As anyone who has read more than one of my modest little scribbles here has doubtless noticed, I have a warm spot in my heart for classic Christian rock and the artists who created same, many of whom are still making great music. Doing my best to inform as many people as possible about these artists and their work is, at its core, a holy obligation; one I willingly embrace. At the very least, it’s a far more productive time utilization than spending all day on social media yelling Obama is a poopyhead and/or Trump is a meanypants.

This came into focus earlier today while perusing a Facebook thread involving Mike Roe (77s, solo work, Lost Dogs). Now, if you’re looking for Good Good Father Part II, you’ll most likely be disappointed in Roe’s body of work. If you’re looking for superb songwriting in both the shimmering guitar pop and earthy blues realms, laced with genuine heart laid bare lyrics discussing relationships and philosophical matters as seen through (to borrow a phrase from Roe’s Lost Dogs compatriot Terry Scott Taylor) the tired eyes of faith, Roe is your man. He also plays Clapton-level lead guitar. He’s that good.

Back to the aforementioned thread. A fan had passed along some of Roe’s ’80s work to Stephen Fellows, in days gone by leader of English alt band The Comsat Angels. Roe is a huge fan of Fellows’ work. Fellows had high praise for Roe’s work. Everybody happy happy happy, correct? Not so fast, as said fan after several lengthy dissertations on what kind of music Roe should be doing and which musicians he should be playing with next threw this at him:

Commence butthurt!

Aside from the minor detail Roe has decades worth of work amply exhibiting he doesn’t need anyone telling him what to do, the exchange reveals a mindset far too prevalent on both sides of the political aisle. Namely, that unless an artist is playing monkey dancing to an approved organ grinder’s tune they’re doing it wrong. How DARE you not worship at my sacred cow’s altar!

It’s not that politics are unimportant. But are they that important? The single mom scrambling and ofttimes struggling to keep a roof over her children’s heads is often, doubtless to the surprise of political junkies, perhaps not nearly as concerned about the new menu items at that fine French restaurant Outrage du Jour as she is about silly stuff like paying bills and raising her kids right. People and their priorities; go figure.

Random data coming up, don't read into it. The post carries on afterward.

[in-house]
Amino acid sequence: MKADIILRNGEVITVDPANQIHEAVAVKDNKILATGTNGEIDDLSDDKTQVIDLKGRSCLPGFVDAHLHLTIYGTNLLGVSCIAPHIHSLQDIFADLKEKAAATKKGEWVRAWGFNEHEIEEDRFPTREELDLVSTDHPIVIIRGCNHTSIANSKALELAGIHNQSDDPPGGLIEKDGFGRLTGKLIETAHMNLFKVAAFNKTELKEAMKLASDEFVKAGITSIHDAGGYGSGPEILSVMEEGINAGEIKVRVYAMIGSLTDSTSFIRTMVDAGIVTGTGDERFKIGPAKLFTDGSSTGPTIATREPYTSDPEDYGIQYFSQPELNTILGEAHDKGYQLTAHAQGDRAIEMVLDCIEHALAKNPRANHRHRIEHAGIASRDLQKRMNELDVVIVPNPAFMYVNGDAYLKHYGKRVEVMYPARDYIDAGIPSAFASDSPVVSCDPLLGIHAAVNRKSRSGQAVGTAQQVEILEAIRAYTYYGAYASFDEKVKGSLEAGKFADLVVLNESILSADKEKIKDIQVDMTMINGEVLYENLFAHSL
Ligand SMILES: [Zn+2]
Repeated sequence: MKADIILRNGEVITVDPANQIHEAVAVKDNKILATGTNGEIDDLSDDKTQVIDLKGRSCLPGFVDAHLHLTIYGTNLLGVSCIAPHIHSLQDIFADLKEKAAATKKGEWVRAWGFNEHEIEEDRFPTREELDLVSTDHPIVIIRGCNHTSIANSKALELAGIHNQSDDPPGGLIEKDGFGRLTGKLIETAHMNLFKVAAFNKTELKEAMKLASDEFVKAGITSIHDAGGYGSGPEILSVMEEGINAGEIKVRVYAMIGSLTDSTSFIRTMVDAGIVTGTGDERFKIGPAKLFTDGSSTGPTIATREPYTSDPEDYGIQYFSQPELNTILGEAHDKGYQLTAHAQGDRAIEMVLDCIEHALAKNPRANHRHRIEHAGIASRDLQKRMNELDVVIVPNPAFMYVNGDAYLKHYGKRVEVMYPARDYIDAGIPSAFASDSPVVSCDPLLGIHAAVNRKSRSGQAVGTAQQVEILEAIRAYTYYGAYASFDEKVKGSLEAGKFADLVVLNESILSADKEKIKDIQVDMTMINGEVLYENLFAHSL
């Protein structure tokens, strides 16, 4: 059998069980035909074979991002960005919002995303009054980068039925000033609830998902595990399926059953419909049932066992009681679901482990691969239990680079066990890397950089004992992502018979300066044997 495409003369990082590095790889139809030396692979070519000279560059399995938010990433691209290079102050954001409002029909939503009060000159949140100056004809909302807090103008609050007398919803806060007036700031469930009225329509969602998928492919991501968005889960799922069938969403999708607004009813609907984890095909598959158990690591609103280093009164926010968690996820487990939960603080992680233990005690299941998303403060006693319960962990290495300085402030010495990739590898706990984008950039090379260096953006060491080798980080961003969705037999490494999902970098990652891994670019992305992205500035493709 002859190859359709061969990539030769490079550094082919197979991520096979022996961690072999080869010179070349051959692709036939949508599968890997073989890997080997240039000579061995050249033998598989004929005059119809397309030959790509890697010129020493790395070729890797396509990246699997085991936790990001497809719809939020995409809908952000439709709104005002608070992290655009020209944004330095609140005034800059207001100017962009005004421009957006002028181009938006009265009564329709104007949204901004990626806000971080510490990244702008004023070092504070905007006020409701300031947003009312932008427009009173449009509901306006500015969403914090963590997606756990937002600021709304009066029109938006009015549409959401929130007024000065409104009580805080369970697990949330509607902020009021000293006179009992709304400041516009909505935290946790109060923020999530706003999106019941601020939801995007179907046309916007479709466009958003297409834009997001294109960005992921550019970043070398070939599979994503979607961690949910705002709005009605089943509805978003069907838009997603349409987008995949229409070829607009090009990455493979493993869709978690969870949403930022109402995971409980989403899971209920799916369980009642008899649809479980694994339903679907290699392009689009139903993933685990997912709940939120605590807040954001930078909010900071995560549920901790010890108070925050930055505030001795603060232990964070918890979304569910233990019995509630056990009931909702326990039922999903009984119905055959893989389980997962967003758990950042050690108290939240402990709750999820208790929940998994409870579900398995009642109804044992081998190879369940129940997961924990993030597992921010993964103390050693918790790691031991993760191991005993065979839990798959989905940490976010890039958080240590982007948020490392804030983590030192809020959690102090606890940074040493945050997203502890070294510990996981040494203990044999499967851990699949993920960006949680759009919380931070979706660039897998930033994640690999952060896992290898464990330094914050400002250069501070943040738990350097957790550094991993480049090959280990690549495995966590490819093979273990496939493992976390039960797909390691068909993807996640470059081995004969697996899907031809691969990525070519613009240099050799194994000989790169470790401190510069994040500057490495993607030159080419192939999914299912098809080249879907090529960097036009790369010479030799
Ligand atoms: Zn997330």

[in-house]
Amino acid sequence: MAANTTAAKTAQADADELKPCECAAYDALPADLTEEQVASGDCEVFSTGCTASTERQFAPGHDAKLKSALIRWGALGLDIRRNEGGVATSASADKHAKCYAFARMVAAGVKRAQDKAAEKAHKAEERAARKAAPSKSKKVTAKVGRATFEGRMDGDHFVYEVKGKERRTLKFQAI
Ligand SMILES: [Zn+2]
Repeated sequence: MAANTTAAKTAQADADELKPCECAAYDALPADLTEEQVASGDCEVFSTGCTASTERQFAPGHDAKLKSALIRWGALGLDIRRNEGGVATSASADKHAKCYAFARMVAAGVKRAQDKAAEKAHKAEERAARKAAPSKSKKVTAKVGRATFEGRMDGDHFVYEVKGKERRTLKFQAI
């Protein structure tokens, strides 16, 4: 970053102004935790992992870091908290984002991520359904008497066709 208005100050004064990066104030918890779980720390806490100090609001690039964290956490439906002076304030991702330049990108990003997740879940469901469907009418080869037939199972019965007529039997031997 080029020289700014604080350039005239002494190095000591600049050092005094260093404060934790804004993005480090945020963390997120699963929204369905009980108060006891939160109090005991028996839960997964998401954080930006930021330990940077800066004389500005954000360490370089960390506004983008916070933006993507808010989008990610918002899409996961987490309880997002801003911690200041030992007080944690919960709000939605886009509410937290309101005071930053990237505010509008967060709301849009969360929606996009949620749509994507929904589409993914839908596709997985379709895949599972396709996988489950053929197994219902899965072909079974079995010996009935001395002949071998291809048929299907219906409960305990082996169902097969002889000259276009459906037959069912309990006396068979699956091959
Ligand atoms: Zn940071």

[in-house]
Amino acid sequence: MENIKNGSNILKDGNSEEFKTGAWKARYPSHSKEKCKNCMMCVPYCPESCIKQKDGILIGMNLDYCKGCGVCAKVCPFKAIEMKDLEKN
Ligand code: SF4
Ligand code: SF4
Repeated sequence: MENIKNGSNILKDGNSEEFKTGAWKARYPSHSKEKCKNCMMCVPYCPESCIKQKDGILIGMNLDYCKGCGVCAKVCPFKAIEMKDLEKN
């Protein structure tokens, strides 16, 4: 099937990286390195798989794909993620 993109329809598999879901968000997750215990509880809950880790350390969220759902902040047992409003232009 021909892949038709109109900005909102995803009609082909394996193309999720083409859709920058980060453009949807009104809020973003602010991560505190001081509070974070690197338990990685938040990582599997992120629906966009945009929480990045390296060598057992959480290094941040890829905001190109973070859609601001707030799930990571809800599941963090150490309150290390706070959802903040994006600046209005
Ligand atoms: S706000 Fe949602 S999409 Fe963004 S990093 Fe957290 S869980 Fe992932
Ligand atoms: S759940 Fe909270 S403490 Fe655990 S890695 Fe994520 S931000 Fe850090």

It also may come as an utter shock, but some folk are actually cognizant of the fact that life on this planet comes with a firm, albeit unknown, expiration date. This should induce neither morbid resignation nor frenetic efforts to fulfill all life goals by 2 PM next Tuesday. It should help bring matters into focus. Is what any one of us is accomplishing authentic progress toward our goals? If our goal is self-glorification and browbeating others into bending toward our political whim, what are we actually accomplishing? Unless Ozymandias is your role model, kinda spinning your wheels there.

Be mindful of what truly matters: faith, hope, and love. The latter is the most important. We, and one day the memories of us, will pass from this earth. Love is eternal, even as Christ is eternal. The years indeed go down. Live and love accordingly.

As mentioned before in this space, many veteran Christian rockers have successfully turned to crowdsourcing as a means to both finance rereleasing cherished catalog albums and fund new projects. The 77s are currently working the former, with an unearthing (or rescuing from underwater, if you prefer) of their 1994 release Drowning With Land In Sight the pursued prize.